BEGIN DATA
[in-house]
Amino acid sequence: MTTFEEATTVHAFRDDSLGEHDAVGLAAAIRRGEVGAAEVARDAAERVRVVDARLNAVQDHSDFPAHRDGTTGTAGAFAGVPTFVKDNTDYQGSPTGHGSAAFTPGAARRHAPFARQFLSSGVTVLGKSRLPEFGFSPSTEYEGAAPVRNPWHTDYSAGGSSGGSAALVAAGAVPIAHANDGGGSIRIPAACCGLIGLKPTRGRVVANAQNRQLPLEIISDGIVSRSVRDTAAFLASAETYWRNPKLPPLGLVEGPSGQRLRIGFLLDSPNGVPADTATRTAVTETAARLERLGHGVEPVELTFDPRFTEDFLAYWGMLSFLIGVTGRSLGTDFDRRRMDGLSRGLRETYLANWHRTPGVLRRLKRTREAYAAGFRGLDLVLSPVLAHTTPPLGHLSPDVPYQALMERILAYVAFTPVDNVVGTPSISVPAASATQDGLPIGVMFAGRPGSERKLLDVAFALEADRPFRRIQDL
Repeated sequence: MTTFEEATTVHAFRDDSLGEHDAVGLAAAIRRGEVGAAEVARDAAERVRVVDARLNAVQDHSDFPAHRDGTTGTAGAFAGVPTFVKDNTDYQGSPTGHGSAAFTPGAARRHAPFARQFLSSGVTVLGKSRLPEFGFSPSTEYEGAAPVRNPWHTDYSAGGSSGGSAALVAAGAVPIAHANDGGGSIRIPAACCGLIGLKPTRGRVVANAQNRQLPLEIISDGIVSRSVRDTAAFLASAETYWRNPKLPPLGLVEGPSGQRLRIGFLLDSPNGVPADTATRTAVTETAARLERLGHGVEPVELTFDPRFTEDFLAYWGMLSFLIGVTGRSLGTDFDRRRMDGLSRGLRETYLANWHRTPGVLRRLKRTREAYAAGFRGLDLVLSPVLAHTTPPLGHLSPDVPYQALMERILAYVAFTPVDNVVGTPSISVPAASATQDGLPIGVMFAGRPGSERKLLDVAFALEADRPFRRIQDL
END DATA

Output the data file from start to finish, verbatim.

[in-house]
Amino acid sequence: MTTFEEATTVHAFRDDSLGEHDAVGLAAAIRRGEVGAAEVARDAAERVRVVDARLNAVQDHSDFPAHRDGTTGTAGAFAGVPTFVKDNTDYQGSPTGHGSAAFTPGAARRHAPFARQFLSSGVTVLGKSRLPEFGFSPSTEYEGAAPVRNPWHTDYSAGGSSGGSAALVAAGAVPIAHANDGGGSIRIPAACCGLIGLKPTRGRVVANAQNRQLPLEIISDGIVSRSVRDTAAFLASAETYWRNPKLPPLGLVEGPSGQRLRIGFLLDSPNGVPADTATRTAVTETAARLERLGHGVEPVELTFDPRFTEDFLAYWGMLSFLIGVTGRSLGTDFDRRRMDGLSRGLRETYLANWHRTPGVLRRLKRTREAYAAGFRGLDLVLSPVLAHTTPPLGHLSPDVPYQALMERILAYVAFTPVDNVVGTPSISVPAASATQDGLPIGVMFAGRPGSERKLLDVAFALEADRPFRRIQDL
Repeated sequence: MTTFEEATTVHAFRDDSLGEHDAVGLAAAIRRGEVGAAEVARDAAERVRVVDARLNAVQDHSDFPAHRDGTTGTAGAFAGVPTFVKDNTDYQGSPTGHGSAAFTPGAARRHAPFARQFLSSGVTVLGKSRLPEFGFSPSTEYEGAAPVRNPWHTDYSAGGSSGGSAALVAAGAVPIAHANDGGGSIRIPAACCGLIGLKPTRGRVVANAQNRQLPLEIISDGIVSRSVRDTAAFLASAETYWRNPKLPPLGLVEGPSGQRLRIGFLLDSPNGVPADTATRTAVTETAARLERLGHGVEPVELTFDPRFTEDFLAYWGMLSFLIGVTGRSLGTDFDRRRMDGLSRGLRETYLANWHRTPGVLRRLKRTREAYAAGFRGLDLVLSPVLAHTTPPLGHLSPDVPYQALMERILAYVAFTPVDNVVGTPSISVPAASATQDGLPIGVMFAGRPGSERKLLDVAFALEADRPFRRIQDL